What a good night.
I got home in time to quilt outside again, and I even got a few pictures of my progress:
I wasn't outside for more than a half hour before Rena appeared on her deck and asked what I was making. A minute later she had re-appeared with her pale yellow shopping bag that holds her embroidery. I invited her over to stitch with me... the first thing she said upon examining my piece close up was something like, "you'll do all the stitches the same?" implying that all the quilting would be done in a running stitch. "Yes," I said, "it's called quilting."
I was kind of in shock at her comment... that brief moment of realization where I see our "similar" hobby is actually quite different.
We sat there, sometimes chatting in our broken English & Greek, sometimes silent, stitching away for the next hour or so. For the creative side of me, this was probably one of my happiest moments in my own home. It felt so peaceful. Every now and again I'd stop to watch her, or she'd stop to see what I was doing. If the sun would have stayed out, we could have continued like that for many more hours. It made me think I should take a day off work just to stitch in the sunshine..Even when Priamos emerged after his bath and came running to my deck with his popsicle, she didn't put away her project and go to him. She set it aside, gave him the attention he needed, and when he ran off again to play, she went back to stitching. This is what I have to remember, this is what I want to be able to do when I have kids.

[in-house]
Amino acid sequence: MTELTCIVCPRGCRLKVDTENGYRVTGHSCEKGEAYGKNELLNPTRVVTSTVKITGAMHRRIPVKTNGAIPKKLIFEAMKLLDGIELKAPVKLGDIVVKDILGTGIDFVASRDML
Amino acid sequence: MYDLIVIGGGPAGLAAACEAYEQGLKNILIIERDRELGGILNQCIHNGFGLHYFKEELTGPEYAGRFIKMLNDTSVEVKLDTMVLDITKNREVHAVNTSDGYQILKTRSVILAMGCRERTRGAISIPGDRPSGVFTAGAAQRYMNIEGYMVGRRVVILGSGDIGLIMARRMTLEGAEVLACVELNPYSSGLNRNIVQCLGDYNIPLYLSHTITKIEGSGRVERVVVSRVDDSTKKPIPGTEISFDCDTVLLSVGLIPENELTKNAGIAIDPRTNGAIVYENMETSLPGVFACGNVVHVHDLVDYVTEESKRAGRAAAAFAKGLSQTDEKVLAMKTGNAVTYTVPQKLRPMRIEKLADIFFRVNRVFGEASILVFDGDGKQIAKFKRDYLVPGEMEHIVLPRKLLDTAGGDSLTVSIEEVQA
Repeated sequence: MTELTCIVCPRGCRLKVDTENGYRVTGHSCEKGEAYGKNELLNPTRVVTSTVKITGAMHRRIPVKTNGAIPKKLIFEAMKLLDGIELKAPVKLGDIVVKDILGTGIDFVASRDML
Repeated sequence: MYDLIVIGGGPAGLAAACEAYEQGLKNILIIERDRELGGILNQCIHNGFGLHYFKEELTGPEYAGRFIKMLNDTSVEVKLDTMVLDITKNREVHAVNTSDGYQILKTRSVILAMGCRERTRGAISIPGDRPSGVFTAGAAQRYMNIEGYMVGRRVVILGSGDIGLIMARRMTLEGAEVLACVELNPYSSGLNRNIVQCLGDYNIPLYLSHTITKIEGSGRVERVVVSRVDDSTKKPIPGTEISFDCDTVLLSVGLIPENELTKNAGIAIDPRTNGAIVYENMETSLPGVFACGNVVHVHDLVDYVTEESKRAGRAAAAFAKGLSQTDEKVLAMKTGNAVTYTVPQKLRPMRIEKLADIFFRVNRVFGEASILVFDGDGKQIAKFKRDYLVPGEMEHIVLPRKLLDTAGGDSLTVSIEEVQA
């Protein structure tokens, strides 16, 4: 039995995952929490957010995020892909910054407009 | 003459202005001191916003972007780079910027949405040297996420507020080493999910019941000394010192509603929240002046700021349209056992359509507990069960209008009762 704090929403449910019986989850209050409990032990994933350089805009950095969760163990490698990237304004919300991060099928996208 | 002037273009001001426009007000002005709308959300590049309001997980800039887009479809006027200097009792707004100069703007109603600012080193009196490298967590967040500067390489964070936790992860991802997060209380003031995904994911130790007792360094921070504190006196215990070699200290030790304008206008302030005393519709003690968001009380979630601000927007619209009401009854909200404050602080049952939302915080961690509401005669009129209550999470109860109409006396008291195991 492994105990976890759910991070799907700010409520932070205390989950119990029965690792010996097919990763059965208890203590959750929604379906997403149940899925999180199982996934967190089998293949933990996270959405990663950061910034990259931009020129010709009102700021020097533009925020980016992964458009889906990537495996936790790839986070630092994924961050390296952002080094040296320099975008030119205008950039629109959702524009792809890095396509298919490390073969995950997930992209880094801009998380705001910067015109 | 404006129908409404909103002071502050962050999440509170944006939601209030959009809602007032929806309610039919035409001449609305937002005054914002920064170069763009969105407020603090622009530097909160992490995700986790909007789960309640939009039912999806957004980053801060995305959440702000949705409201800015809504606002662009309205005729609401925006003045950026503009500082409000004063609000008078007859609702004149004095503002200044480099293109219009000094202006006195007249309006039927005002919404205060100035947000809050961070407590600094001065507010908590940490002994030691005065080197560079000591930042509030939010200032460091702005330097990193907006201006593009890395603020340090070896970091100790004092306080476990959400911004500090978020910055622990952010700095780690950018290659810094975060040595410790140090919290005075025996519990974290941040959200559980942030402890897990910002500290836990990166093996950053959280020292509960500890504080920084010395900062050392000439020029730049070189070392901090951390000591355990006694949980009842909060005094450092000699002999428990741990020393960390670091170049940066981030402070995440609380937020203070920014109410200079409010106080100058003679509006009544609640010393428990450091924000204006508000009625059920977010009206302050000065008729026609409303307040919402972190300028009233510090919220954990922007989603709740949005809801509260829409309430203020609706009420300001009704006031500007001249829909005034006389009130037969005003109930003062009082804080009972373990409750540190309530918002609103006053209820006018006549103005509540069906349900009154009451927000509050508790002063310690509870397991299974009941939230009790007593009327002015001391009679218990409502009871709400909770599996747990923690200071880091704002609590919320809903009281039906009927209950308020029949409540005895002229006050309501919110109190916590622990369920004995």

She taught me the word for thimble, dakthilithra (i still haven't figured out how to blog in two languages, if anyone can help, please comment). I remember when I taught Costas this word in English. It was one of the few that he didn't know when we met. Now I know it in Greek too.
Here's the piece she has been working on:
All of the circles will be filled in with color. The circles themselves are quite stunning in my opinion, but I'll admit that I can't yet imagine what it would look like finished. Of course I'm anxious to see her progress.
And as the sun sank lower, Allie, the neighbor on the other side, came out and said she had something for me. My parents had sent some flowers for our anniversary, too sweet. The minute I saw the african violets I knew they were from my mom.. Grama Gleiter used to have tons of african violets, and like fuzzy navels are our family coctail, I think they're our family flower.